Skip navigation

PLN associate editor quoted in TV report on violence in TN prisons

WSMV Channel 4, Jan. 1, 2012.
PLN associate editor quoted in TV report on violence in TN prisons - WSMV Channel 4 2012

Is state prison violence accurately reported?

Posted: Oct 26, 2012 5:24 PM CDT Updated: Oct 26, 2012 7:06 PM CDT

Reported by Jennifer Johnson

NASHVILLE, TN (WSMV)- There's questions about whether or not violent incidents that occur at the state's prisons are being accurately reported.

An audit released in September on the Department of Correction showed five areas of major weakness.

One of which was the inconsistencies in how the department reports violence and major disturbances within the institution.

Some lawmakers there's an atmosphere of secrecy about what's truly going on at state prisons.

More than 20,000 criminals are incarcerated in Tennessee. There's a growing cry from inmates that the same violent crimes being committed on the outside are happening on the inside too.

"The general consensus is that violence is going up in the state prison system. There are more assaults, more staff being injured, but we don't necessarily take that information at face value," said Alex Friedmann, the associate director of the Human Rights Defense Center.

Friedmann is a former inmate himself who spent months trying to prove what inmates have been saying - that violence is up.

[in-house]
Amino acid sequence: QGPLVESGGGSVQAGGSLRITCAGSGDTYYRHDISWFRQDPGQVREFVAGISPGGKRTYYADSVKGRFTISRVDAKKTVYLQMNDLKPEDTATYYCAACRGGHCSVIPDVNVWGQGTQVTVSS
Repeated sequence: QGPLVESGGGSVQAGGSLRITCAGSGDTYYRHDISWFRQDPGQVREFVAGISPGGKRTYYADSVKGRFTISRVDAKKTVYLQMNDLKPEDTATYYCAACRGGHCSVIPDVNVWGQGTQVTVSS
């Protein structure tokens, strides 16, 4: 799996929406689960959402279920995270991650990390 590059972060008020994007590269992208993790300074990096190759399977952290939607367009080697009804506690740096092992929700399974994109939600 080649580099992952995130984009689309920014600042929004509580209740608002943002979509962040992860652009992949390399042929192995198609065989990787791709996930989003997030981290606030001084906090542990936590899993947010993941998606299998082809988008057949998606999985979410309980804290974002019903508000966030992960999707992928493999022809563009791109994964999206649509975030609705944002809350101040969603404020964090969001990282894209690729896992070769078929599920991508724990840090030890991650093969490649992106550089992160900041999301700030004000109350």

"There needs to be better reporting of the violent incidents and how they're being reported," said Friedmann.

Over the past five years, violence has increased 70 percent, said the audit.

The audit also found there could be inconsistencies in the reporting of violent incidents, meaning these numbers could be all wrong.

"The numbers aren't good. They could actually be worse because there's nobody saying, 'Hey, is this actually correct or not?'" said State Rep. Mike Turner.

Turner used to be a part of the oversight committee that made sure the Department of Correction was run safely and efficiently. However, the committee was disbanded in 2011 to save state money.

"When nobody is overseeing what you're doing, you can get away with anything, you can make your own reports. You can write up what you want to write up. There's no accountability," said Turner.

In 1985, that lack of accountability eventually led to prison riots and murders that led the federal government to intervene. Some lawmakers fear it could happen again.

"We had a lawsuit. We had a court order. We're headed back to the same thing if we don't get a handle on what we're doing. It's almost like pulling teeth to find out what's going on, and that's the problem," said Turner.

In the audit, the department said it would have all of these reporting incidents cleared up and implemented in every prison by Oct. 1. As of Friday, it's still under review.

In the meanwhile, correctional officers are no longer allowed to enter any incidents into the computer without permission from a supervisor.

[Minor correction made by HRDC staff]